1 out of 5 stars



Making Old Quilt Patterns Look Original, by Trudy McQuilterpants
5 out of 5 stars
I was SO excited when my dear, dear friend Trudy sent me a copy of her new book. Since we are such dear, dear friends, I knew this book would be something special. And boy was I right! This book has it all: lots of pictures of quilts draped across sofas, quilt patterns that have been around since time began but are now totally different because they're, like, way bigger and not brown, and writing that doesn't dare to get too interesting. I hope to be famous someday just like Trudy and I totally don't mind that she stole my idea for this book because now I'm sure she'll let me sit by her in our next guild meeting! Call me, Trudy! Love ya!

6.5-inch square acrylic ruler
4 out of 5 stars
This is a great ruler, but I just got a new pattern and I need 4-inch squares. So now I have to buy a new ruler. They should come in a set of ALL the sizes, not just one. Also, does anybody know where to get purse-shaped rulers?

Blankets-n-Bulges 2015 Calendar
1 out of 5 stars

A Quilt to Remember, by Lavinia Havisham-Toshington
2 out of 5 stars
Perhaps Miss Havisham-Toshington is unaware of the long, long tradition of quilt-related fiction into which her novel falls, but someone needs to inform her that in this tradition, people simply do NOT do naked, dirty things with each other. I purchased this novel assuming, as anyone would, that I would be reading yet another wholesome account of how a quilt brought together a community or a family and that my heart would be warmed by a tender account of friendship and potluck suppers. Instead, the only thing warmed was an unmentionable place and I feel violated. I did not appreciate being subjected to several long chapters devoted to extremely energetic couplings between Lance, the gorgeous ne'er-do-well farm hand with a shady past, and Sasha, the beautiful eldest daughter of a cruel man who inherits the family farm and vows to show her father that she can grow corn and milk cows and save the land from foreclosure while lusting after a man she knows she shouldn't want but does anyway. The only reason there's a quilt in the title is because there's an old one in the barn and they keep explicitly fornicating on it instead of quietly going into a bedroom after getting married and then not talking about it like normal people. I had to buy the entire series just to see if they were all as bad and they certainly are. In fact, I have to keep reading them over and over because I honestly can't believe people like this stuff and maybe I'm missing some redeeming aspect of the story, but it's all just bosoms and buns and hay bales. I would have given this zero stars, but I imagine some of those "modern" quilters might like this.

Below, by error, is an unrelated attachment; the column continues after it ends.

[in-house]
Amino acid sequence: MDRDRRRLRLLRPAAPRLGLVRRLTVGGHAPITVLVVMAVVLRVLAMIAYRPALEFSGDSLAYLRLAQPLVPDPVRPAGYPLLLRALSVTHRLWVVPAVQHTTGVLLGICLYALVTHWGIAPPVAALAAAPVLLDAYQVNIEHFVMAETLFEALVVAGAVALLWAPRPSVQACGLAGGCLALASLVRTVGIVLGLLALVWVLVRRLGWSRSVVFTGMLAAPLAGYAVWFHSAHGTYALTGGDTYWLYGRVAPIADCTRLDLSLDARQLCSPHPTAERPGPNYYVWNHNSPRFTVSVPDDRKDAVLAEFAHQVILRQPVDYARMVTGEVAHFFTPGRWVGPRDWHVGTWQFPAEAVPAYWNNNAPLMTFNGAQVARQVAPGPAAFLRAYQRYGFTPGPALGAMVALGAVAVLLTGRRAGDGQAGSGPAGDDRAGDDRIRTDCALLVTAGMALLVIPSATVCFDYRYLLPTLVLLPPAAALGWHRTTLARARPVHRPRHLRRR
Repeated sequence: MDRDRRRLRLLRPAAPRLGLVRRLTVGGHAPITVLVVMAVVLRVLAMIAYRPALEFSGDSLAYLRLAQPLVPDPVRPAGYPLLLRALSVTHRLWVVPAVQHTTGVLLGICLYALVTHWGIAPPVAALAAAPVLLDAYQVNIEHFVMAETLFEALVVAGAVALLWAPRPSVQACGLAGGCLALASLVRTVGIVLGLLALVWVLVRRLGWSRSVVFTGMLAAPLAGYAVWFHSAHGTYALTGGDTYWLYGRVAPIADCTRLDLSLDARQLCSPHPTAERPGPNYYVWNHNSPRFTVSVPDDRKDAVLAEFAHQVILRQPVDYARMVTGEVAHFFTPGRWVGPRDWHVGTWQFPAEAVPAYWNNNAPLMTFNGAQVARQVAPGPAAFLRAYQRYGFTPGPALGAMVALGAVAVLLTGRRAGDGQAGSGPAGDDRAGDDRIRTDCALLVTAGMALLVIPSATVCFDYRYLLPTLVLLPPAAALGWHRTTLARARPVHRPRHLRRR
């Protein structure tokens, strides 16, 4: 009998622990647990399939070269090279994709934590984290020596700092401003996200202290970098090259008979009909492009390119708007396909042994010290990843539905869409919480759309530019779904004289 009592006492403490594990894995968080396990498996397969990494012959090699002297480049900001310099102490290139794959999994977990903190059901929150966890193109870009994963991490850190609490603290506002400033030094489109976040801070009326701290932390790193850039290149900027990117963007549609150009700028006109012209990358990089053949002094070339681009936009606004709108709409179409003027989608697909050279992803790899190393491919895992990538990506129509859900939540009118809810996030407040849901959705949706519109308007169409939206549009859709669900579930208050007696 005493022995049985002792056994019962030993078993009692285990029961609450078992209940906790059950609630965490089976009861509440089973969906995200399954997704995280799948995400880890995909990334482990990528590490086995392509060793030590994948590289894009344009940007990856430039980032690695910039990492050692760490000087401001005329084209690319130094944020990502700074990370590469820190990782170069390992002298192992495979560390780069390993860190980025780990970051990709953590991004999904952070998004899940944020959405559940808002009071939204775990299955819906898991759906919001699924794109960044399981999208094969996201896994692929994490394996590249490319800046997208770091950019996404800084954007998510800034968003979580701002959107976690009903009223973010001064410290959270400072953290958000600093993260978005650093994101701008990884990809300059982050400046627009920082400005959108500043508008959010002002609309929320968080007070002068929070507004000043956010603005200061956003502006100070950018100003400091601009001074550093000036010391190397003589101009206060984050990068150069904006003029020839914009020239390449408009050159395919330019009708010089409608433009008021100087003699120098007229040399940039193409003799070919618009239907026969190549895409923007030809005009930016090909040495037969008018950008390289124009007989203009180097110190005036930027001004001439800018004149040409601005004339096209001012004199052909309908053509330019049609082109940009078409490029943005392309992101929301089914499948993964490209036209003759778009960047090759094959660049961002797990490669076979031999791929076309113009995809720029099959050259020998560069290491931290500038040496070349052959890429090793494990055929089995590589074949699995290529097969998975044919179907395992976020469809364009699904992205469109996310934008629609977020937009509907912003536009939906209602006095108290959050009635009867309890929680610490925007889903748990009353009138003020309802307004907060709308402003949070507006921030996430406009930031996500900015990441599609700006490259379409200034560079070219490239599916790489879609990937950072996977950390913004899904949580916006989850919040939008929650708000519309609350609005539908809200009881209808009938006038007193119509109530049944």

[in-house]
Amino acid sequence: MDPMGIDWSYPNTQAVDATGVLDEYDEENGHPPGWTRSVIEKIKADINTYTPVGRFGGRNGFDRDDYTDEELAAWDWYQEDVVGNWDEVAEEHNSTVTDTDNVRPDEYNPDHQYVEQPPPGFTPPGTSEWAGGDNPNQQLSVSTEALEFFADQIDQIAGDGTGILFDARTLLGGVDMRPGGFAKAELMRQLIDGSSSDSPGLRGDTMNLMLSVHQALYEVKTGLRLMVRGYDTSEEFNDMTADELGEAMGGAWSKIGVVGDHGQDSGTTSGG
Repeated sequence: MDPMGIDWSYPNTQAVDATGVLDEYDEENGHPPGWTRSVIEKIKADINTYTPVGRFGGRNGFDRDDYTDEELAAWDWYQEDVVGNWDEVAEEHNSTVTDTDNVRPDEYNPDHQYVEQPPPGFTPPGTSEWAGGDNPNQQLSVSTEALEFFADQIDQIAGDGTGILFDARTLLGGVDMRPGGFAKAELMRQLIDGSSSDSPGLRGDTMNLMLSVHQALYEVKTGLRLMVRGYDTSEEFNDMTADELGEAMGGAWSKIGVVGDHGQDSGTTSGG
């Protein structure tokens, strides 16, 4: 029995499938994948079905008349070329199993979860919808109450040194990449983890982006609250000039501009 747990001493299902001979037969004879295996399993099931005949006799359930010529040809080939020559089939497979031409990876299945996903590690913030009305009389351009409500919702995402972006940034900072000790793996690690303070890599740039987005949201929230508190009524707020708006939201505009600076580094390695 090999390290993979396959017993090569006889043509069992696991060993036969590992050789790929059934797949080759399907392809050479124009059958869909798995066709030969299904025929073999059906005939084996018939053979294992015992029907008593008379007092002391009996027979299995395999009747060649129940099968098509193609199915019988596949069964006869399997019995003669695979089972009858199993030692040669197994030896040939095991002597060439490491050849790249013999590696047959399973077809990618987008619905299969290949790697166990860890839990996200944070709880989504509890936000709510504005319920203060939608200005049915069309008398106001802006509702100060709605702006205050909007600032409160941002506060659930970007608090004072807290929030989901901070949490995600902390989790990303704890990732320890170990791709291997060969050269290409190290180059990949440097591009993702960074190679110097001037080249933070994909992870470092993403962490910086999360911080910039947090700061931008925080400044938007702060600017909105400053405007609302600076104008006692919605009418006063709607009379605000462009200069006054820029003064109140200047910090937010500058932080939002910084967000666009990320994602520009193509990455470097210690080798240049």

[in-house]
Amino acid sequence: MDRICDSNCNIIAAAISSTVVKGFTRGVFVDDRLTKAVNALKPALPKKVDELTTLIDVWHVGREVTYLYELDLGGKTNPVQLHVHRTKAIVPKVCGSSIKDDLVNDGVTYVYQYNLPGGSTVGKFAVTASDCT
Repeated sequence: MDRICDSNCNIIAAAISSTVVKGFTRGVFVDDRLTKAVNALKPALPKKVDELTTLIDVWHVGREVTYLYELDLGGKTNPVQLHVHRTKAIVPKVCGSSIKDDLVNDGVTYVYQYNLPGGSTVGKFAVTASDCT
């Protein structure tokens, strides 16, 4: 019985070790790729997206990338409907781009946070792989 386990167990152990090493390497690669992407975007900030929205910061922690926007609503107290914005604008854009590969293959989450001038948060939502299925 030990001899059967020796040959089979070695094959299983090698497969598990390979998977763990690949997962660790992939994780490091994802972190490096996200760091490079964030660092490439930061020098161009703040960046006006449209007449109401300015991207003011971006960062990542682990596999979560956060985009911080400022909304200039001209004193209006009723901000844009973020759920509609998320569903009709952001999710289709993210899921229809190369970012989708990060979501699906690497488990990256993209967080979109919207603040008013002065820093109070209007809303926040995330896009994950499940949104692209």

Grip-Tite Finger Covers for Free Motion Quilting
3 out of 5 stars
To be honest, I bought these without really looking at the picture because they were recommended by someone at my guild, who shall remain nameless. (DONNA.) All she said was they were grippy things that go on your fingers to help you hold on to the quilt, but she failed to mention that they are actually super-short condoms. I mean, they don't have a reservoir tip or anything, but they are basically rainjackets for cocktail weenies. I have no idea whether they grip as advertised, because frankly I can't get past my hands looking like some sort of phallic bouquet. And I probably shouldn't mention this, but I threw them in the garbage can and my husband, Chet, found them and accused me of having an affair with our neighbor, Tom, and I can't quite figure out why he singled out Tom but I'm guessing it might have something to do with the size of Tom's, um, tool—and now that I possibly know this I can't face him but he's always out watering his tomatoes and so I can never leave the house again. Plus, HOW WOULD CHET KNOW? So, I'm sure this is a fine product, but I'm docking two stars because I'm pretty sure a quilting notion shouldn't make you question your life choices.


You can read a whole book of my humor columns from my years at Quilter's Home and Generation Q magazines, Quilting Isn't Funny. Get a signed copy or a PDF here or order from Amazon (paperback and Kindle editions available.)